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Lot 4


makers mark of Paul de Lamerie, London 1724, of typical form with an indented broad rim engraved with the armorial of James Medlycott (1658-1731) enclosed by a shell and leafy-scroll mantling, the outer diaper and strapwork border with alternating panels of classical busts in acanthus-scroll frames alternating with scallop-shells, the inner border with a repeating band of swirls, the base with a scratch weight “31:19”, 33cm wide (c.30 tr. ozs)

Estimate: £15,000 - £25,000
Bidding ended. Lot is unsold.

Provenance: James Medlycott (1658-1731) of Ven House, Milborne Port, Somerset
Thomas Medlycott, son of the above
Thomas Hutchings, nephew of the above
Sir William Coles Medlycott (1767-1835), son of the above
Sir William Medlycott (1806-1882)
Sir William Medlycott (1831-1887)
Sir Edward Medlycott (1832-1902)
Sir Mervyn Medlycott (1837-1908)
Sir Hubert Medlycott (1841-1920)
Sir Christopher Medlycott (1907-1986)
Sir Mervyn Medlycott (1947-2021)
and thence by descent.

Note: The distinctive border engraving on the present bowl may be compared to the salver commissioned by Sit Robert Walpole to commemorate his term as Chancellor of the Exchequer and are now in the collection of the Victoria and Albert Museum. The design of that salver, and the engraving itself, is attributed to William Hogarth (1697-1764).

It is fitting that Medlycott employed the leading silversmith of his generation for his personal shaving bowl. Having made a fortune as a lawyer and Master in Chancery, Medlycott purchased a seat in Parliament and set about building one of the most beautiful late Baroque houses in the kingdom, Ven House at Milborne Port. The house remained in the Medlycott family until the mid-20th century when many of the contents were transferred to the Medlycott’s other seat at Sandford Orcas Manor.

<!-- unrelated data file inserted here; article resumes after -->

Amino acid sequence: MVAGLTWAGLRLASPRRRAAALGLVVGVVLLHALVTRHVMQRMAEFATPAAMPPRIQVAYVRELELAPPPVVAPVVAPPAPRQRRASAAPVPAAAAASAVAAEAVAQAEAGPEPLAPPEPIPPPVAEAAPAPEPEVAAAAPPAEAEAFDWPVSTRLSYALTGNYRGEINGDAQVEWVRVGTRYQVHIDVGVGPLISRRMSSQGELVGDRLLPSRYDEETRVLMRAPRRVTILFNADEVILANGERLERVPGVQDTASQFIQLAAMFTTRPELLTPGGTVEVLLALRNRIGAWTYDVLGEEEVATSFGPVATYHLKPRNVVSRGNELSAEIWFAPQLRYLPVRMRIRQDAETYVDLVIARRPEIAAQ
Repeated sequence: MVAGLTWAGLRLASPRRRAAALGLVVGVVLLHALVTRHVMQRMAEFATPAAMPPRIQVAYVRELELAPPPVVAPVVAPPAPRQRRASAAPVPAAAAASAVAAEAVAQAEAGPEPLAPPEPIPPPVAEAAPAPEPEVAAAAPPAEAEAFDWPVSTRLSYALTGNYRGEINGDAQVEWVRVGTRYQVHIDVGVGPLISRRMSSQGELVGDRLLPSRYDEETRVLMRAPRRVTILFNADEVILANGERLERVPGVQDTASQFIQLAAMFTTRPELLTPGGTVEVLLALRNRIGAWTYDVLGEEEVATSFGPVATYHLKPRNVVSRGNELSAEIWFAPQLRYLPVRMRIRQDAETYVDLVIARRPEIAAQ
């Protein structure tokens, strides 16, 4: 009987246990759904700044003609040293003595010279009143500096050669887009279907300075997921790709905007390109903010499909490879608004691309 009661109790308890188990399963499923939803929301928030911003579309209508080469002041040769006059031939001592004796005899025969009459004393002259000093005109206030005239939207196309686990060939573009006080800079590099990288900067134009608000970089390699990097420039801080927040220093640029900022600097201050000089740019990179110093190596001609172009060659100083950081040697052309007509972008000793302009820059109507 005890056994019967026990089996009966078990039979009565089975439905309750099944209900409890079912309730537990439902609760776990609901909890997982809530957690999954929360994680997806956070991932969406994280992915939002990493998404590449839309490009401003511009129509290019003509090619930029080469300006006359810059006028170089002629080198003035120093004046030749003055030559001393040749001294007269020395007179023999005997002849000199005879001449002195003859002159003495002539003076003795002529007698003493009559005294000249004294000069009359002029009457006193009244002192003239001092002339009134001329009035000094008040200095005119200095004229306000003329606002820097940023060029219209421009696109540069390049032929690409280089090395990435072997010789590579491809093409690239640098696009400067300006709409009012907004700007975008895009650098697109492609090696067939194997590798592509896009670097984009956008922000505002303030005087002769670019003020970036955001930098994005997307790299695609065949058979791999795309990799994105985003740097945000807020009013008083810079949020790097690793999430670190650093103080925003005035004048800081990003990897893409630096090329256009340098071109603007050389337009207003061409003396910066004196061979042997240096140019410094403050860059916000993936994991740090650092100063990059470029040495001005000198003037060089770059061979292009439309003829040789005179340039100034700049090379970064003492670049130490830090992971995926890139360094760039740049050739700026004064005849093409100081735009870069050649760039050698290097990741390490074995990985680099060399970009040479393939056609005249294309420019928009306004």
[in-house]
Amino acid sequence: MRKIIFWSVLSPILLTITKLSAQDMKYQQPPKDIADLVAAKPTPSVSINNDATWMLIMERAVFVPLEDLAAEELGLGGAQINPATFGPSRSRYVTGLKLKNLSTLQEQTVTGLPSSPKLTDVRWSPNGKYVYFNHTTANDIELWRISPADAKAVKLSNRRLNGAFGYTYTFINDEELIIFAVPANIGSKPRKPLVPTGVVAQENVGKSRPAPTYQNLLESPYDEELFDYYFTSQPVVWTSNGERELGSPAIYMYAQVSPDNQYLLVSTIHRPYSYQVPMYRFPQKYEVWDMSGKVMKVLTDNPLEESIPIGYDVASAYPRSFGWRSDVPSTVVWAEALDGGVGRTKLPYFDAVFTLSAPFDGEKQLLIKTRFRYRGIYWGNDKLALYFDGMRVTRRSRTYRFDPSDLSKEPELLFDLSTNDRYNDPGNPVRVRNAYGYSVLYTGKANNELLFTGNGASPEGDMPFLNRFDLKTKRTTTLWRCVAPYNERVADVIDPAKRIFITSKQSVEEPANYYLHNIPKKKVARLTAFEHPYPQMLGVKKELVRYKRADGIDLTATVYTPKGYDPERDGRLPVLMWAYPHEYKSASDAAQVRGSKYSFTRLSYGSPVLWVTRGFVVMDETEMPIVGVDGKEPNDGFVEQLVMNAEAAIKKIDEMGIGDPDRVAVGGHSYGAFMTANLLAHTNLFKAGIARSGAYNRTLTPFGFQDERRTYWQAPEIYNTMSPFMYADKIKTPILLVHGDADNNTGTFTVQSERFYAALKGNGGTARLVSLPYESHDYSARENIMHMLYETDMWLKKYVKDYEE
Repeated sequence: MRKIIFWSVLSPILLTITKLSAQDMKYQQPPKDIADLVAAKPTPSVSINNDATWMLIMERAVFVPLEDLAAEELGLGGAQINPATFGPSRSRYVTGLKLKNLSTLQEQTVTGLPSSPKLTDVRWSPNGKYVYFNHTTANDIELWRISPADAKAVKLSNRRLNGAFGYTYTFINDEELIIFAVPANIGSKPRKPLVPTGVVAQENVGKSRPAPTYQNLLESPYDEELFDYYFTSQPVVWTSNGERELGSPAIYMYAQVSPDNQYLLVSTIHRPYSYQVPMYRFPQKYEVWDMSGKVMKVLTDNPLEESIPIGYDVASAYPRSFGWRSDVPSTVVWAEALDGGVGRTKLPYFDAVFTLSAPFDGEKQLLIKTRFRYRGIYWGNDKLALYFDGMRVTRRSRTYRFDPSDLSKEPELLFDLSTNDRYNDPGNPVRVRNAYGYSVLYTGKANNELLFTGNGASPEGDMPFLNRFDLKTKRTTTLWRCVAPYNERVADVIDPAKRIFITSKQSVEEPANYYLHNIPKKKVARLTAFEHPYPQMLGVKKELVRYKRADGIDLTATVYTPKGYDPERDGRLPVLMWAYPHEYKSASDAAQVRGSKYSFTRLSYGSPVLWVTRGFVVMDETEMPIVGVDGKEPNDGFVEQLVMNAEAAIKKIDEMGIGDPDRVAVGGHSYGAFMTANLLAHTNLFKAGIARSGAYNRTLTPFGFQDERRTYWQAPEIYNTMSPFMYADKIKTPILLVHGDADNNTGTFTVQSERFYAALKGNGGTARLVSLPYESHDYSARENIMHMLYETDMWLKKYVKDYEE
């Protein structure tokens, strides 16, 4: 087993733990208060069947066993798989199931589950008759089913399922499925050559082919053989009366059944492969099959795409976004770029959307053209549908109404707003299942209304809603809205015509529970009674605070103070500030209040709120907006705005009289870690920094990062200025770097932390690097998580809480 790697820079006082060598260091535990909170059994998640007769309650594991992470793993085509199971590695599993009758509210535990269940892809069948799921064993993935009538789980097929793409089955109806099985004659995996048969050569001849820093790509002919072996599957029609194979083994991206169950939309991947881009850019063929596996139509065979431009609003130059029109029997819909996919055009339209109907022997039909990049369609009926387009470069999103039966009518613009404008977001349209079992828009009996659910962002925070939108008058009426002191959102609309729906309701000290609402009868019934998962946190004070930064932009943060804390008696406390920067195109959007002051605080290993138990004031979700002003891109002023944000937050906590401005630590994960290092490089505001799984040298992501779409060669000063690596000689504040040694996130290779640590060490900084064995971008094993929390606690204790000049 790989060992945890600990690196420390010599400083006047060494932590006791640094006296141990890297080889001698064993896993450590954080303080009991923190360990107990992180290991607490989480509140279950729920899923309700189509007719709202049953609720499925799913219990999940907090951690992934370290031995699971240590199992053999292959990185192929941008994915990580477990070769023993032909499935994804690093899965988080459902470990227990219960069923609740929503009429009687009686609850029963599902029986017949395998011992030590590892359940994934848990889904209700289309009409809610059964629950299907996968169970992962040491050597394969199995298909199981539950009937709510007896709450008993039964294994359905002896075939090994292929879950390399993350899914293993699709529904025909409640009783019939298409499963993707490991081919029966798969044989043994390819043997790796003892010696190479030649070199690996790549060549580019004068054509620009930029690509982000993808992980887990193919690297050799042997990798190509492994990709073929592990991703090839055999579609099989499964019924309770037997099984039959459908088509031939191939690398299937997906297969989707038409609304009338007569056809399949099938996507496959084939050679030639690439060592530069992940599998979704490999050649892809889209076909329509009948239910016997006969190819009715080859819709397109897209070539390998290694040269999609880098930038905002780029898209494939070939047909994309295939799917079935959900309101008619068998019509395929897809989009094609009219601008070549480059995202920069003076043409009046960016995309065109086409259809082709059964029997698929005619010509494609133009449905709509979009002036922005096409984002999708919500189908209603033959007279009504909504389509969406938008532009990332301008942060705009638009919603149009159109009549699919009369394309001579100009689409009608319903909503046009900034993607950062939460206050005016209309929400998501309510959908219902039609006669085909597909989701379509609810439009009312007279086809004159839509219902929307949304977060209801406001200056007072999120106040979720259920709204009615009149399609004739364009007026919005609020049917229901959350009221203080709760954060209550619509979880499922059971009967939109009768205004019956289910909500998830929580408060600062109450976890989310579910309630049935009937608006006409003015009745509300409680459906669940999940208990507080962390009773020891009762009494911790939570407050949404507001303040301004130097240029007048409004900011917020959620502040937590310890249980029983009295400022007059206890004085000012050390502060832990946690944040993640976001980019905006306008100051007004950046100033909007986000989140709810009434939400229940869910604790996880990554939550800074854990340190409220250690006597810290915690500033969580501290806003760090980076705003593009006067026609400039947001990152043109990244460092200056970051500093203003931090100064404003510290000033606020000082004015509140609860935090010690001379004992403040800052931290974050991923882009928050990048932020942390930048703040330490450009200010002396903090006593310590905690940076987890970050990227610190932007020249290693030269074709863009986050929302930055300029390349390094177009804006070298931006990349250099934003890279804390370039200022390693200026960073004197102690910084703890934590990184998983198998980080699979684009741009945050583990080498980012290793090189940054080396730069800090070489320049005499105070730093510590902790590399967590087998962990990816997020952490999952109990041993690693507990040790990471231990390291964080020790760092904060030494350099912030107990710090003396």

Paul de Lamerie

Paul de Lamerie’s parents were Huguenots, who probably left France for religious reasons in the early 1680’s. After serving as an apprentice to a London goldsmith, Pierre Platel, de Lamerie registered his mark and established his own workshop in 1712. The wide range of styles represented during de Lamerie’s 40 year career could not have been made, or even designed, by one individual, but there are some consistent features in quality and “trademarks”, such as the fact that his workshop continued to use the higher Britannia standard of silver alloy for some 12 years after it ceased to be compulsory. He supplied clients as far afield as Russia and America, but for the most part his clients at home were not members of the aristocratic elite. Although he was appointed Royal Goldsmith in 1716, his mark does not appear on any Royal plate. Indeed, most of his clients were prosperous landowners and members of the Whig ascendency, much like James Medlycott. After his death in 1751, the obituary which appeared in the “London Evening Post” spoke of de Lamerie as “particularly famous in making fine ornamental Plate, and .... very instrumental in bringing that Branch of the Trade to the Perfection it is now in”.

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